EDDIE L JACOBS V WALBRIDGE ALDINGER COMPANY (Per Curiam Opinion)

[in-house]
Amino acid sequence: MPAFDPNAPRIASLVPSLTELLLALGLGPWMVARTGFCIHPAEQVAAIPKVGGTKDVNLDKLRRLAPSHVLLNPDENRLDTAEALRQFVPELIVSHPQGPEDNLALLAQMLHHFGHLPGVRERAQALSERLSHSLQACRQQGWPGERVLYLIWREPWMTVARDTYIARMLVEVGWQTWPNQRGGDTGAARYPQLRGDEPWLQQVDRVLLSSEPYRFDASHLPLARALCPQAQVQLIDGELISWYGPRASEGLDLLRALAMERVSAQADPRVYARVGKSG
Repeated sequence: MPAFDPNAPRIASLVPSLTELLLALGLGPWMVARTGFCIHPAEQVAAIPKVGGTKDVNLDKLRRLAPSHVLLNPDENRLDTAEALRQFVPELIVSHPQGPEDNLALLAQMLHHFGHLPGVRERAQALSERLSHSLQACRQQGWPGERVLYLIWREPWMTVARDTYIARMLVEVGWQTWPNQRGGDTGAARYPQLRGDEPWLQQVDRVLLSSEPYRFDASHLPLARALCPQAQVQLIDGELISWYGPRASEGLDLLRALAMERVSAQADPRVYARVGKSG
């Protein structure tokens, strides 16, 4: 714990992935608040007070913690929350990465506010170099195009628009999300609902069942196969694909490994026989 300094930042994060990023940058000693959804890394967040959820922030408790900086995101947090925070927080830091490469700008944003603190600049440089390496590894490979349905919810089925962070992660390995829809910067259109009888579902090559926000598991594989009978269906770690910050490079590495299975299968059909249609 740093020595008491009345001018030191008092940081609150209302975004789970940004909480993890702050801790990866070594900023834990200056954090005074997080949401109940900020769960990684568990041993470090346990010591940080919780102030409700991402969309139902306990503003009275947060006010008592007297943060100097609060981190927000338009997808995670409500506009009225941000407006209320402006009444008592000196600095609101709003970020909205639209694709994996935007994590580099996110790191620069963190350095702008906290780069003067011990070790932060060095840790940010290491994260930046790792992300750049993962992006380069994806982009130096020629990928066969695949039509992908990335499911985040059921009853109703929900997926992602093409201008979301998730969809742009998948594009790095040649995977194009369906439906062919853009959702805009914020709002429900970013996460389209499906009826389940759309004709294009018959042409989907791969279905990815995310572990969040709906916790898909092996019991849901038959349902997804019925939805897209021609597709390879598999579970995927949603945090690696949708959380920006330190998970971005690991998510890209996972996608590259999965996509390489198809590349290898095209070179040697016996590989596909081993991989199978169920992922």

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STATE OF MICHIGAN COURT OF APPEALS EDDIE L JACOBS and SONYA R JACOBS, UNPUBLISHED December 13, 2016 Plaintiffs-Appellants, v WALBRIDGE ALDINGER COMPANY, UNNAMED CONTRACTORS, and UNNAMED SUBCONTRACTORS, No. 328589 Macomb Circuit Court LC No. 2014-001639-NI Defendants-Appellees, and FORD MOTOR COMPANY, Miscellaneous Intervenor. Before: JANSEN, P.J., and CAVANAGH and BOONSTRA, JJ. PER CURIAM. Plaintiff1 appeals by right the trial court’s order granting defendant Walbridge Aldinger Company’s (Walbridge) motion for summary disposition in this negligence action. We affirm. I. PERTINENT FACTS AND PROCEDURAL HISTORY This case arises out of a workplace accident that occurred at Ford Motor Company’s (FMC) Sterling Axle Plant.2 At the time, FMC was engaged in a demolition project involving 1 Plaintiff Sonya R. Jacobs, the wife of plaintiff Eddie L. Jacobs, also appeals the trial court’s order by right. Because her loss of consortium claim is derivative and she was not involved in the events from which this matter arose, we will use the singular term “plaintiff” throughout this opinion to refer to Mr. Jacobs. 2 Although Ford Motor Company was designated as an intervenor in the trial court’s register of actions, it did not actually intervene in this matter. Instead, it appeared as a nonparty, for the sole -1- the removal of old machinery and lighting from a portion of its facility so that it could be replaced with new equipment. While attempting to remove an elevated raceway,3 plaintiff, an industrial electrician employed by FMC, fell from a ladder and sustained a traumatic brain injury, as well as serious injuries to his back, neck, and right shoulder. Plaintiff suffered posttraumatic stress disorder following the accident. According to plaintiff, he was working on a large machine with two other FMC electricians, although his coworkers were each working independently on different sides of the machine at the time he fell. Describing his fall, plaintiff said, “I was getting ready to come down the ladder and all of a sudden the ladder was swept from under me. I did not see the ductwork, I did not see it hit me, I really don’t know what happened.” The nature and scope of Walbridge’s role with respect to the project are unclear. Walbridge was hired to provide “construction services,” which included the services of a construction manager and a safety engineer. Although the purchase order incorporated by reference FMC’s global specifications, neither the purchase order nor the global specifications identified the role of a “construction manager” or a “safety engineer.” The deposition testimony of several FMC and Walbridge employees revealed that there was a significant safety component to Walbridge’s contractual duties. There were a number of safety policies and procedures in place for the project, including the required use of pre-task analyses (PTAs). A PTA is a risk assessment tool that is used to plan the work that is typically required to be performed for high risk, non-routine activities, including demolition work, work performed at heights, and removal of existing equipment or building infrastructure. The person preparing the PTA is required to determine the work sequence of the task being analyzed, document each step of the sequence, identify the hazards associated with each step, and document the appropriate protective measures or equipment that should be used to minimize or eliminate the anticipated hazards. According to plaintiff, Walbridge was involved in creating and auditing the project’s PTAs. Plaintiff argued at summary disposition that Walbridge was negligent in performing that task because the PTA that was applicable to plaintiff’s demolition work failed to adequately notify him that he should work directly with partners when performing demolition. Plaintiff filed a single-count complaint alleging that Walbridge was the “general contractor or the project contractor” for the job site. As such, Walbridge was “in charge of safety and demolition at the job site.” In his complaint, plaintiff articulated Walbridge’s alleged duty and negligence as follows: 19. At all times relevant, Defendant Walbridge Aldinger Company, as General Contractor or Project Contractor, owed a duty to Mr. Jacobs and to all other individuals working at the jobsite, to supervise the jobsite activities being purpose of obtaining a protective order with respect to a number of confidential internal documents it produced in connection with this case. 3 A raceway is a square piece of ductwork that encloses wires running between the overhead power source and the various equipment or machines. -2- undertaken by all contractors and subcontractors,[4] to ensure that they observed reasonable safety precautions when performing their activities, so as not to subject other tradesmen to unreasonable risk of injury and harm. 20. Notwithstanding its duties in the premises, Defendant Walbridge Aldinger Company breached the same by: a. failing to properly oversee its employees, agents, contractors and subcontractors; b. failing to properly oversee safety for anyone at the jobsite at any time where Walbridge Aldinger controlled, in whole or in part, that site; b. [sic] failing to implement reasonable safety measures to prevent the raceway and conduit from causing aggravated injuries to electricians, including Mr. Jacobs; c. [sic] otherwise failing to maintain the jobsite in a reasonably safe condition, and to exercise due care to prevent and to obviate the readily observable, avoidable dangerous conditions which Defendant Walbridge Aldinger Company knew or should have known, posed a high degree of risk to Mr. Jacobs and other electricians, in the exercise of its reasonably supervisory duties in the premises. After the close of discovery, Walbridge filed a motion for summary disposition pursuant to MCR 2.116(C)(10). For purposes of its motion, Walbridge did not dispute that it was the general contractor for the project or that it controlled plaintiff’s work—although it also noted that both concessions were contradicted by the evidence gleaned during discovery. Nonetheless, Walbridge argued that, even if it had been the general contractor for the project, it was still entitled to judgment as a matter of law because, ordinarily, “a general contractor does not have a duty as to the safety of tradesmen and is not liable for any injuries they may sustain on a construction project.” Thus, Walbridge argued, the only way for plaintiff to hold it liable for his injuries was by demonstrating that the “common work area doctrine” applied to his claim, which Walbridge contended plaintiff was unable to do. In his response to Walbridge’s motion, plaintiff observed that Walbridge’s entire argument was premised on the inapplicability of the common work area doctrine. Plaintiff agreed that his claim did not fall within the scope of the doctrine because he was not attempting 4 The parties agree that there were no unnamed contractors or subcontractors working on the project during the relevant time frame. However, the unnamed contractor and subcontractor defendants were never dismissed from the lower court proceedings and were identified as appellees in the claim of appeal filed in this matter. -3- to impose liability on Walbridge based on the negligence of third-party subcontractors. Instead, plaintiff asserted that Walbridge was directly liable as a result of its own active negligence. Specifically, plaintiff argued that the FMC-Walbridge contract required Walbridge to review the PTAs to ensure that they documented anticipated hazards and adequate safeguarding measures. Thus, by participating and contributing to the creation of the PTAs, Walbridge assumed a common-law duty to perform that undertaking with reasonable care. Plaintiff argued that Walbridge was actively negligent because it failed to amend the PTA at issue to notify tradesmen, like plaintiff, that they were required to work directly with partners when performing demolition work. In a written opinion and order, the trial court granted Walbridge’s summary disposition motion. After setting forth the principles of the common work area doctrine and quoting several paragraphs from plaintiff’s complaint, the opinion and order read as follows: Plaintiff’s complaint for negligence clearly sets forth a claim based upon the common work area doctrine. Plaintiff alleges a duty of care based upon defendant’s relationship to the project as the general contractor. Since plaintiff does not contest defendant’s motion in relation to the common work area doctrine, and plaintiff’s complaint does not allege a theory of liability other than the common work area doctrine, summary disposition is appropriate. Plaintiff has not filed a motion to file an amended complaint, and has failed to provide the Court with argument or facts to justify leave to amend his complaint. Plaintiff’s argument that defendant committed negligence by failing to perform contractual tasks is insufficient to establish a genuine issue of material fact on his claim as pled. . . . Based upon the reasons set forth above, defendant’s motion for summary disposition is GRANTED. In compliance with MCR 2.602(A)(3), the Court states this Opinion and Order resolves the last claim and closes the case. [First emphasis added.] This appeal followed. II. STANDARD OF REVIEW This Court reviews de novo rulings on summary disposition motions. Wilson v Alpena Co Rd Comm, 474 Mich 161, 166; 713 NW2d 717 (2006). “Summary disposition is appropriate under MCR 2.116(C)(10) if there is no genuine issue regarding any material fact and the moving party is entitled to judgment as a matter of law.” Dancey v Travelers Prop Cas Co, 288 Mich App 1, 7; 792 NW2d 372 (2010), quoting West v Gen Motors Corp, 469 Mich 177, 183; 665 NW2d 468 (2003). “When deciding a motion for summary disposition under this rule, a court must consider the pleadings, affidavits, depositions, admissions, and other documentary evidence then filed in the action or submitted by the parties in the light most favorable to the nonmoving party.” Bialick v Megan Mary, Inc, 286 Mich App 359, 362; 780 NW2d 599 (2009). -4- III. ANALYSIS On appeal, plaintiff argues that the trial court erred because it granted Walbridge’s motion based on its conclusion that Walbridge was as a matter of law not liable to plaintiff under the common work area doctrine, despite the fact that plaintiff characterized his claim against Walbridge as one for active negligence and not as one arising out of the negligence of a thirdparty. We disagree. “In Michigan the primary function of a pleading ‘is to give notice of the nature of the claim or defense sufficient to permit the opposite party to take a responsive position.’ ” Thomai v MIBA Hydramechanica Corp, 303 Mich App 196, 212; 842 NW2d 417 (2013), rev’d on other grounds by 496 Mich 854 (2014), quoting Stanke v State Farm Mut Auto Ins Co, 200 Mich App 307, 317; 503 NW2d 758 (1993). Therefore, a complaint need only contain a “statement of the facts, without repetition, on which the pleader relies in stating the cause of action, with the specific allegations necessary reasonably to inform the adverse party of the nature of the claims the adverse party is called on to defend[.]” Kincaid v Cardwell, 300 Mich App 513, 529; 834 NW2d 122 (2013), quoting MCR 2.111(B)(1) (alteration in original). In the context of claims arising from injuries on a construction jobsite, the general rule is that only a construction worker’s immediate employer is responsible for the worker’s safety, and a general contractor will not typically be held liable for an injury that is caused by the negligence of its subcontractor. Latham v Barton Malow Co, 480 Mich 105, 112; 746 NW2d 868 (2008). However, the “common work area doctrine” sets forth an exception to this general rule and imposes liability on a general contractor for construction related injuries if the plaintiff can demonstrate that “(1) the defendant contractor failed to take reasonable steps within its supervisory and coordinating authority (2) to guard against readily observable and avoidable dangers (3) that created a high degree of risk to a significant number of workers (4) in a common work area.” Id. at 108-109. As our Supreme Court observed in Latham, the common work area doctrine was adopted to “discourage those in control of the worksite from ignoring or being careless about unsafe working conditions . . . .” Id. at 112. The common work area doctrine addresses vicarious liability; a general contractor also may be held liable for an injury that is directly caused by its own active negligence. Johnson v A & M Custom Built Homes of West Bloomfield, 261 Mich App 719, 722; 683 NW2d 229 (2004). Thus, when a general contractor engages in a specific undertaking on a construction site, it is obligated to exercise due care in performing that undertaking so that it does not “unreasonably endanger the person or property of others.” Id. Plaintiff conceded before the trial court, and concedes on appeal, that the common work area doctrine is inapplicable to his claim against Walbridge. Given plaintiff’s concession regarding the inapplicability of the common work area doctrine to this case, it follows that the trial court properly granted summary disposition to Walbridge if, as the trial court held, that was the only theory of liability alleged in plaintiff’s complaint. In determining the nature of the claim presented by a complaint, Michigan courts are not bound by procedural labels and, instead, determine the gravamen of an action by reading the claim as a whole. David v Sternberg, 272 Mich App 377, 381; 726 NW2d 89 (2006) (citations omitted). Plaintiff contends that the allegations in his complaint, when read as a whole, were sufficient to give Walbridge notice that it was required to defend itself against a claim of active negligence. We disagree. -5- In paragraph 19 of plaintiff’s complaint, plaintiff articulated Walbridge’s alleged duty to supervise the jobsite activities by reference to its role as general contractor or project contractor. In other words, plaintiff asserted that Walbridge’s duty arose from its broad supervisory role for the project—the very duty that is at issue in a common work area claim. Latham, 480 Mich at 112. By contrast, had plaintiff pleaded a claim for active negligence, Walbridge’s duty would have arisen from the specific tasks that it performed on the project. Johnson, 261 Mich App at 722. Plaintiff’s complaint alleged no such specific tasks or any resulting duty. Likewise, paragraph 20 of plaintiff’s complaint articulates how Walbridge allegedly breached the duties that had been alleged in paragraph 19 (which, again, related solely to supervision in the role of a general contractor or project contractor), and thus also derives from the common work area doctrine. Under the doctrine, a general contractor breaches its duty of care by failing to “assure that reasonable steps within its supervisory and coordinating authority are taken to guard against readily observable, avoidable dangers in common work areas which create a high degree of risk to a significant number of workmen.” Id. Using similar language, plaintiff alleged in his complaint that Walbridge was negligent because it had failed to exercise its oversight authority, implement safety measures, or take other actions that would “prevent and obviate the readily observable, avoidable dangerous conditions which Defendant Walbridge Aldinger Company knew or should have known, posed a high degree of risk to Mr. Jacobs and other electricians, in the exercise of its reasonable supervisory duties in the premises.” Again, plaintiff’s allegation of negligence related to Walbridge’s alleged failure to exercise the oversight and supervisory authority of a general contractor, rather than its negligent performance of any tasks that it had undertaken to perform on the construction site. By way of comparison, this Court in Johnson rejected a contractor defendant’s argument that an injured plaintiff’s common-law negligence claim against the defendant was precluded as a result of his failure to plead “active negligence” in his complaint. Johnson, 261 Mich App at 723. The Court reasoned that the plaintiff’s complaint satisfied Michigan’s notice-pleading requirements because it alleged that the plaintiff was injured as a result of falling when the toeboards that defendant had negligently installed came loose. Id. Thus, because the plaintiff had alleged specific actions that he believed the defendant had negligently performed, rather than relying solely on a generalized duty imposed under the common work area doctrine, the complaint was sufficient to assert an active negligence claim. Id. By contrast, plaintiff’s complaint in this case failed to identify any specific tasks that Walbridge performed in a negligent manner in violation of its common-law duty of care, instead relying on generalized allegations that would have put defendant on notice that plaintiff’s claim was one for vicarious liability only under the common work area doctrine. Because we agree with the trial court’s conclusion that plaintiff’s complaint alleged only that Walbridge was liable for his injuries under a common work area theory, and because plaintiff conceded at summary disposition that the theory was inapplicable to a determination of Walbridge’s liability, we conclude that the trial court did not err by granting Walbridge’s summary disposition motion on the basis that the doctrine was inapplicable to plaintiff’s claim. Plaintiff also argues that, should this Court determine that he did not properly plead a claim of active negligence against Walbridge, he should be allowed to amend his complaint to allege a claim for active negligence against Walbridge. Plaintiff did not request leave to amend -6- his complaint in the trial court. An issue is preserved for appellate review if it is “raised before, and addressed and decided by, the trial court.” Hines v Volkswagen of America, Inc, 265 Mich App 432, 443; 695 Mich App 84 (2005). Thus, because plaintiff did not raise this issue in the lower court, it is unpreserved for appellate review. This Court generally reviews for an abuse of discretion a trial court’s decision whether to permit a party to amend its pleadings. In re Kostin, 278 Mich App 47, 51; 748 NW2d 583 (2008). However, because this issue is unpreserved, our review is limited to plain error. Kloian v Schwartz, 272 Mich App 232, 242; 725 NW2d 671 (2006). Generally, leave to amend should be freely granted, and a trial court should only deny such leave “for particularized reasons such as undue delay, bad faith or dilatory motive, repeated failures to cure by amendments previously allowed, or futility.” In re Kostin, 278 Mich App at 51-52. However, this general rule in favor of granting leave to amend does not address whether a trial court has an affirmative obligation, in the absence of a motion requesting an opportunity to amend, to offer a party such relief. In Kloian, 272 Mich App at 241-242, the plaintiff presented an argument identical to that pursued by plaintiff in the instant case, i.e., that a trial court erred by denying him an opportunity to amend his complaint after granting summary disposition in the defendant’s favor. Addressing the unpreserved issue, this Court noted that, under MCR 2.116(I)(5), when a trial court determines that summary disposition is appropriate under MCR 2.116(C)(8)-(10), it “shall give the parties an opportunity to amend their pleadings as provided by MCR 2.118, unless the evidence then before the court shows that amendment would not be justified.” Kloian, 272 Mich App at 242, quoting MCR 2.116(I)(5). Because it was explicitly incorporated by reference, the Kloian Court also considered the rule set forth in MCR 2.118, which provides, in pertinent part, that “a party may amend a pleading only by leave of the court or by written consent of the adverse party.” Kloian, 272 Mich App at 242, quoting MCR 2.118(A)(2). Reading the two rules together, this Court concluded that “[b]ecause plaintiff did not seek leave of the court or obtain defendants’ written consent to amend his complaint as required by MCR 2.118(A)(2), MCR 2.116(I)(5) did not require the court to sua sponte offer plaintiff an opportunity to amend. Therefore, no plain error occurred.” Kloian, 272 Mich App at 242. We find the reasoning of Kloain to be applicable here. Because plaintiff did not seek leave to amend in the trial court, or obtain consent for such amendment from Walbridge, the trial court did not commit plain error by failing to sua sponte offer plaintiff an opportunity to amend his complaint before dismissing the case. Further, under the circumstances presented, a request for leave to amend, had it been made, may properly have been denied based on undue delay, bad faith or dilatory motive. In re Kostin, 278 Mich App at 51-52. Plaintiff engaged in discovery for well over a year, during which time he had ample opportunity to discover that the facts gleaned from discovery did not support the theory alleged in his complaint. Assuming that plaintiff truly believed that he had pleaded a claim of active negligence, as he argued in the trial court and has argued on appeal, the filing of Walbridge’s motion for summary disposition, which was devoted solely to arguing against the applicability of the common work area doctrine, should have given plaintiff a strong reason to review his complaint for ambiguity. Walbridge’s counsel even referenced plaintiff’s failure to amend his complaint during oral argument at the motion hearing. Nonetheless, plaintiff never sought leave to amend his complaint to clarify the nature of his claim. The trial court took the matter under advisement and did not issue its opinion until nearly -7- four months had passed from the time that Walbridge first raised the issue in its motion for summary disposition. Clearly, plaintiff had ample opportunity to make a timely request to amend his complaint and failed to do so. Thus, we decline to remand plaintiff’s case to allow for the amendment of his complaint. Affirmed. /s/ Kathleen Jansen /s/ Mark J. Cavanagh /s/ Mark T. Boonstra -8-